Representative examples of pulmonary arterioles (Elastica van Gieson) (scale bar, 20 mm). (A) Examples from the MCT model. (B) Examples from the SuHx model. RD reduced significantly the wall thickness of the pulmonary arterioles, as observed by a reduction in both the media (C: MCT; D: SuHx), and intima layers (E: SuHx). In addition, RD increased significantly the percentage of open vessels and reduced the number of full obliterated vessels in both PH-models (F: MCT; G: SuHx). A: Control: n = 5, MCT-sham: n = 9, and MCT-RD: n = 9; B: Control: n = 6, SuHx-sham: n = 10, and SuHx-RD: n = 10. Data are presented as mean ± SEM. Multilevel analysis to correct for non-independence of successive measurements per animal. FO = fully obliterated vessels; PO = partially obliterated vessels; other abbreviations as in Figure 1.

FEBRUARY 2017:22 - 35

FIGURE 5 Renal Denervation Reduced Right Ventricular Hypertrophy and Fibrosis

Representative examples of RV cross-sectional area (hematoxylin and eosin stain) and fibrosis (Picrosirius red stain) (scale bar, 20 mm). (A) Examples from an MCT-treated animal. (B) Examples from a SuHx model. RD reduced significantly the RV cross-sectional area (C: MCT; D: SuHx). RD reduced the RV fibrosis, especially in the SuHx-model (E: MCT; F: SuHx). Right side: Control: n = 5, MCT-sham: n = 9, and MCT-RD: n = 9. Leftside: Control: n = 6, SuHx-sham: n = 10, and SuHx-RD: n = 10. Data are presented as mean ± SEM. Multilevel analysis has been performed to correct for non-independence of successive measurements per animal. Abbreviations as in Figure 1.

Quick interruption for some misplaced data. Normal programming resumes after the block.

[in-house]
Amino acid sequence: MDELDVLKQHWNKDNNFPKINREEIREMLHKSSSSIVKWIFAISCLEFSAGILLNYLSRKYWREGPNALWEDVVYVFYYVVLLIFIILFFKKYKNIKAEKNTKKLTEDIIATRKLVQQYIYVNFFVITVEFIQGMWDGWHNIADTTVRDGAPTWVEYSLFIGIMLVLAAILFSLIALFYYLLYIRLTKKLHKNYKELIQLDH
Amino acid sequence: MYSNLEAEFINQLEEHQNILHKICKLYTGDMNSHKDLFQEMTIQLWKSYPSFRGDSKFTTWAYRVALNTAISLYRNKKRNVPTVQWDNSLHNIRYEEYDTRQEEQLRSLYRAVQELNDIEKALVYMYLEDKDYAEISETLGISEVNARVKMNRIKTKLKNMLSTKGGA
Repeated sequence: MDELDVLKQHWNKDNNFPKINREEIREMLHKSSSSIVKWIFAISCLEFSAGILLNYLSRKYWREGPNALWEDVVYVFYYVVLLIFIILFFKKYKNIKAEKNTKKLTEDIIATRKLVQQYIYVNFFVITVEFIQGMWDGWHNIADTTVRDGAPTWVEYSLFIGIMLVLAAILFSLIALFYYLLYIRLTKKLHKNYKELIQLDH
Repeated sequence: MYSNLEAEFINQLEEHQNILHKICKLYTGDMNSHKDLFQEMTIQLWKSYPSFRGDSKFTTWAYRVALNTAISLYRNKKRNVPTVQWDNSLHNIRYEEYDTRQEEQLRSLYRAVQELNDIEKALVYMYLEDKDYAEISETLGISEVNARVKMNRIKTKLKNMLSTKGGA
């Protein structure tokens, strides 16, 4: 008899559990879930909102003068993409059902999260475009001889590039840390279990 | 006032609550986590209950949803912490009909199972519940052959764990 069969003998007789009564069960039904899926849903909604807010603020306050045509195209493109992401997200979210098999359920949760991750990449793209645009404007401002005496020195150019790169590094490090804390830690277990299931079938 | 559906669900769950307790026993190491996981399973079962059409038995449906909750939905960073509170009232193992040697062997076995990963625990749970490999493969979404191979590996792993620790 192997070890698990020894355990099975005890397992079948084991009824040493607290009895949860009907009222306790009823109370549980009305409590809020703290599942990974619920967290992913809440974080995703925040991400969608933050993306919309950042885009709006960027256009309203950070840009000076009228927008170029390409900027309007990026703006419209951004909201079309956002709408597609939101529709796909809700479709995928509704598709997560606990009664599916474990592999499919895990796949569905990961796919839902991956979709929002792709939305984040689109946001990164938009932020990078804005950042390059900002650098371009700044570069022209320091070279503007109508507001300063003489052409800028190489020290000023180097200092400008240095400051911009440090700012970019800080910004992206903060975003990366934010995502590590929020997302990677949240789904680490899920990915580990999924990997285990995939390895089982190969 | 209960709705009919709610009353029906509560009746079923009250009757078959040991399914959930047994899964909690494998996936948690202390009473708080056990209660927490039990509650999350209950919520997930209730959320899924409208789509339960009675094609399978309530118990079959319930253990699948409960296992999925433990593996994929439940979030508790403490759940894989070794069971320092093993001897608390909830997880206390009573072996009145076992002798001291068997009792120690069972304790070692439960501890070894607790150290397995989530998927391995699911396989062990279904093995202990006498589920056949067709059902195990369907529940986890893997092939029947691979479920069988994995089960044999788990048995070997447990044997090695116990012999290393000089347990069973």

AT1 receptor density and the rate of proliferative cells. These data suggest that the beneficial effect of RD on pulmonary vascular remodeling could be partly explained by reduced AT1 receptor expression in PH rats. This is further supported by the observation that the results of RD are very similar to the

previous reported effects of the angiotensin receptor blocker (losartan) in the MCT model (4), but not to the previous reported effects of beta-blockade (biso-prolol) (13). Nevertheless, the exact mechanisms by which RD improved the pulmonary vascular remodeling and RV diastolic stiffness in PH remain unclear.

figure 6 Angiotensin II Type 1 Receptor and Mineralocorticoid Density in the Pulmonary Vasculature

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Representative images for ATI-receptor and MR-receptor immunofluorescence staining. (A) Examples from the MCT animal model. (B) Examples from the SuHx model. ATI-receptor (red), smooth muscle cells (SM22) (green), and nuclei (DAPI) (scale bar, 20 mm). (C and D) RD reduced ATI-receptor density in the pulmonary vasculature. (E) Examples from the MCT animal model. (F) Examples from the SuHx model: MR-receptor (red), SM22 (green), and nuclei (DAPI) (scale bar, 20 mm). (G and H) RD reduced MR-receptor density in the pulmonary vasculature in the SuHx-model. Control: n = 4, MCT-sham: n = 4, and MCT-RD: n = 4. Control: n = 4, SuHx-sham: n = 4, and SuHx-RD: n = 4. Data are presented as mean ± SEM. One-way ANOVA followed by Bonferroni correction. AT1= angiotensin II type 1 receptor; DAPI = 4',6-diamidino-2-phenylindole; MR = mineralocorticoid receptor; SM = smooth muscle; other abbreviations as in Figure 1.